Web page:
“It was 2 a.m., everyone was gone besides me, and I heard what sounded like footsteps and a chain being dragged on the floor. I got close to where I thought it was coming from and it stopped. I went to turn off the lights and then I heard the same exact noise, but in a completely different part of the restaurant. I clocked out, heard it again, locked the door and ran out. Unless I see something I am a skeptic, but yes, now I believe in spirits. Ghosts I’m still not sure about.”
Iron Hill Brewery and Restaurant is at 3 W. Gay St., West Chester.
Becca’s ghostly visitor
Becca’s Restaurant in Phoenixville occupies a 200-year-old building that used to be a private residence. A 13-year-old girl used to live upstairs and had a tragic accident, falling down the stairs.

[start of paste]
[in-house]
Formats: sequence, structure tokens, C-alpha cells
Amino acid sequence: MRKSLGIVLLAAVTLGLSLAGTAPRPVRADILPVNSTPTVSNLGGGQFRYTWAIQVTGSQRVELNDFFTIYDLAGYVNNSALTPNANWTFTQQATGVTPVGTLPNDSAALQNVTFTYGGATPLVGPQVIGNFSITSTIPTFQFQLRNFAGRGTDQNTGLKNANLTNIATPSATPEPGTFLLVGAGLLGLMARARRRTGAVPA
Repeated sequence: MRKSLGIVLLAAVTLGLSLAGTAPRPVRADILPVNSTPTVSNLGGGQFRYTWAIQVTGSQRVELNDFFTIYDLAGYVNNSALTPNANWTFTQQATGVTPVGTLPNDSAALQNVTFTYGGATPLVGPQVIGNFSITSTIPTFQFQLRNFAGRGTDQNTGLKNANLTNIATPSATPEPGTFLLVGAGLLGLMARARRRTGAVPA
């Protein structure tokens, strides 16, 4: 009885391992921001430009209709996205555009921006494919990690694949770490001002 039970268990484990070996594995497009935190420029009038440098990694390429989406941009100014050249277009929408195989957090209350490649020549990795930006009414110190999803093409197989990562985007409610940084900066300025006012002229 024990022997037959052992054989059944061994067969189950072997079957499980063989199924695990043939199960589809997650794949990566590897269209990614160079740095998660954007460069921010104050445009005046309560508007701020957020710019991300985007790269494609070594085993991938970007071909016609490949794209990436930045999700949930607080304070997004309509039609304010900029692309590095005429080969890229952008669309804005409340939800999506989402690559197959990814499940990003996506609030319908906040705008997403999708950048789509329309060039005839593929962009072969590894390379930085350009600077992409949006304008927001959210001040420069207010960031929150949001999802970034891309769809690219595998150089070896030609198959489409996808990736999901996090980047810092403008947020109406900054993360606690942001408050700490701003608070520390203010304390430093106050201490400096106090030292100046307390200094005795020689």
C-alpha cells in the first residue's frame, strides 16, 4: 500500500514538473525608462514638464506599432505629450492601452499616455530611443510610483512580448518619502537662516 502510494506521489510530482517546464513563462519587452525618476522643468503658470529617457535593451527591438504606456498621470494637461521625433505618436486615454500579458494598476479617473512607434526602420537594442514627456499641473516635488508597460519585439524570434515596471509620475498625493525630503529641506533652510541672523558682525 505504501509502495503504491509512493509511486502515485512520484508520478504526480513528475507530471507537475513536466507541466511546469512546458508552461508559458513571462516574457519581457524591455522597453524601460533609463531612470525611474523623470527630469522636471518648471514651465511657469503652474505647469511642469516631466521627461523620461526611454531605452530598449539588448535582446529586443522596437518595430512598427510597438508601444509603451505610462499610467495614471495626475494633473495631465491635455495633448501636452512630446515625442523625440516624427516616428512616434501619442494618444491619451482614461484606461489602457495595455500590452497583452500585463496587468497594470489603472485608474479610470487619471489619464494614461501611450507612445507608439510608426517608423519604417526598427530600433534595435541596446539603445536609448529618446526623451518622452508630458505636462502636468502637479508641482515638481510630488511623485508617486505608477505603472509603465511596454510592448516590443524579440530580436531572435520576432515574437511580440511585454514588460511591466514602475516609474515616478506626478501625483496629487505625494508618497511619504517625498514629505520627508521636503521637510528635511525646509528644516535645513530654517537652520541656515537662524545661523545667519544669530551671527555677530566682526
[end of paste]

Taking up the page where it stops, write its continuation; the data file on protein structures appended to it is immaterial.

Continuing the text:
One server feels a push from this sassy teen whenever she walks by the girl’s bedroom or the stairwell. Robert Bahm, the owner, was preparing to redecorate her room and found that the pictures he placed on the tables were moved to the floor (nothing else on the table was touched). Other incidents include footsteps, a cigar smell in the air when no one was in the building, and glasses moved from one table to the other. The previous owner even tried to perform an exorcism, but this girl is here to stay.
Becca’s Restaurant is at 19 S. Whitehorse Rd., Phoenixville.
Jenny, the eternal customer
“Jenny” is a spunky spook that can be seen sporting a high-neck blouse and gray skirt at the Simpson Tea House in Chester Springs. She enjoys long walks on her stoop, turning around furniture and leaving pennies (a big tipper) around the restaurant for the servers. She also has a cat that many waitresses have felt weaving between their legs.